I read the first Twilight book and I've seen a couple of the movies. At the time, I wasn't even thinking about writing Jane Jones yet, so I was just seeing what all the fuss was about. I mean, everybody I knew was talking about these books! I'll tell you, as someone who just completed my first novel, I am so impressed with Stephenie Meyer's ability to write this entire series of stories that people have an insatiable thirst for! What's her secret?! I always wonder the same thing about any hugely successful author. Do they eat something special we don't know about? Do they ever sleep? Do they have lucky underwear? Stephenie Meyer, if you are reading this and you do have lucky underwear, please email me about which brand they are. I promise it'll be just between us! (If she tells me, I'll totally tell you guys.)
Team Edward or Team Jacob?
I'm Team Jasper. Do they have a t-shirt for that?
Any thoughts on movie or film production of Worst.Vampire. Ever? If so, who would you like to see play the characters?
I've thought a lot about the possibility of turning Jane Jones: Worst. Vampire. Ever. into a movie or TV show. Maybe too much! Dare to dream, though, right?
What would really be great is if a movie or TV producer thought about turning Jane Jones into a movie or show! I'd faint! That being said, as someone who's worked in TV for a while, I know a little bit about how complicated the casting process can be and how sometimes the best person for the part is someone nobody would have ever thought of, or somebody nobody's even heard of yet! What I'm trying to say is I'm sure I would be psyched to have anyone play the parts if a movie was ever made, no matter who it was. Even if it was, like, Jeremy Piven as Jane!
Will there be a sequel?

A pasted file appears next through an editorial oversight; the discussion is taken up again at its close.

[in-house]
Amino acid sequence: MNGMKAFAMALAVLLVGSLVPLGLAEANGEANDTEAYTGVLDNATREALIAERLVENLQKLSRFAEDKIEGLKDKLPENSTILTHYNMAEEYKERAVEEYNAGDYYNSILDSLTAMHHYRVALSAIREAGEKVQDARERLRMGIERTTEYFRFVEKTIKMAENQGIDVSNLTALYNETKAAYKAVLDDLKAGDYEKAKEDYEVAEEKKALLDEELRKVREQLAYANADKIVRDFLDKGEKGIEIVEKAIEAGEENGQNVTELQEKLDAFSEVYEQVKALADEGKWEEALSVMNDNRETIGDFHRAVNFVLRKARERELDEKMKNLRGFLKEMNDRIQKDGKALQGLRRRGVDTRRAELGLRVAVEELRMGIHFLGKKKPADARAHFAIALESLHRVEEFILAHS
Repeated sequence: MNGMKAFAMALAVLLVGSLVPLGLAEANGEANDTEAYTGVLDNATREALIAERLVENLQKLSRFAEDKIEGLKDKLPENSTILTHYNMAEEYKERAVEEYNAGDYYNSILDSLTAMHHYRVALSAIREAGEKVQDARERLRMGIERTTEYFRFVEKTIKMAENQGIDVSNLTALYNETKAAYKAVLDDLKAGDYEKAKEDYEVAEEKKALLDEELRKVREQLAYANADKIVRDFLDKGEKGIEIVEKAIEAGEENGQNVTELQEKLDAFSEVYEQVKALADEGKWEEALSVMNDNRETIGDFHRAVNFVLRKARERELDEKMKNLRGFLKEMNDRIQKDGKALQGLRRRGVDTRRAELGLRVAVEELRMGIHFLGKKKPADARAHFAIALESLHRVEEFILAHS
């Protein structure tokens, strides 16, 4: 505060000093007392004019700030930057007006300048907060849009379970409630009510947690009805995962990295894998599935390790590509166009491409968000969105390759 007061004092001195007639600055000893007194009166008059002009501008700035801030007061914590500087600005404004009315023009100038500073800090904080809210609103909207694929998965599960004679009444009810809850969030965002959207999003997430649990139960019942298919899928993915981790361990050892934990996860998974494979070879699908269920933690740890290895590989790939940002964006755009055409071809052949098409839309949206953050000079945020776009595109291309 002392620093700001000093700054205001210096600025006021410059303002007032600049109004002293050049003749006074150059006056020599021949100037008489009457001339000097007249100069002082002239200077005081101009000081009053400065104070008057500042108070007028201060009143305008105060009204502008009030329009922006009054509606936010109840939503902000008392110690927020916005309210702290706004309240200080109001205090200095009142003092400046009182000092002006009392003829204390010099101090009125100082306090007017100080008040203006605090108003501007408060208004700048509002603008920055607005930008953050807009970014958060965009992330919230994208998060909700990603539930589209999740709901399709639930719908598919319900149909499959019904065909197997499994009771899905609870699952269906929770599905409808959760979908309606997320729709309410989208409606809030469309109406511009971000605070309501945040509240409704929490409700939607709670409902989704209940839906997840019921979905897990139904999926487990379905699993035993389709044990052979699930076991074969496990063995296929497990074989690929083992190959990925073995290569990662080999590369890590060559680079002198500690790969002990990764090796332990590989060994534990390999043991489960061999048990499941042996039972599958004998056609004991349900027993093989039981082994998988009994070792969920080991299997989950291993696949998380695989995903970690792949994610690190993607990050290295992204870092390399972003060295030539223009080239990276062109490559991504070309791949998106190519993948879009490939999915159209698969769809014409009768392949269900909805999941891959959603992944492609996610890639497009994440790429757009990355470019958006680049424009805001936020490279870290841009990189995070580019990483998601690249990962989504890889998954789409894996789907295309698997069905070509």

Good question! I'm working on another novel that is not a sequel or related to Jane. However, maybe there will be a sequel. Perhaps it depends on how much the people demand it. Maybe I should start a petition or something!
What is one talent, apart from writing, that most people
don't know you have?
Well, I'm an excellent baker, but anybody who knows me knows about my chocolate chip cookies, so it's not much of a secret.
If we're talking a little-known talent, I'd have to say singing. I am a good singer, which nobody knows about, since I am terrified to sing in front of anyone!
How does it feel now that your first book is published?
I've learned so much in the past week since Jane Jones has come out. Being an author is about so much more than just thinking of an idea and writing a book. It's also about talking to so many people, trying to convince them to give your book a chance. It's about trying not to be upset when someone maybe doesn't like the book as much as you'd hoped, because it's nothing personal. But it feels so personal! I hadn't given any of those things too much thought before, but I learn more and more every day. I've also learned how wonderful it feels to have so much support from kind bloggers, and a couple of pals who happen to have TV and radio shows, and my family and every friend with a Facebook page. I'm not sure how much I could have accomplished without any of them, and I'm so glad I'll never have to know!
Caissie St. Onge is an Emmy-nominated comedy writer
(she's worked for David Letterman, Rosie O'Donnell, The Grammy Awards) but more
recently she's the author of a humorous young adult novel titled Jane Jones:
Worst. Vampire. Ever. Released May 10 by Random House.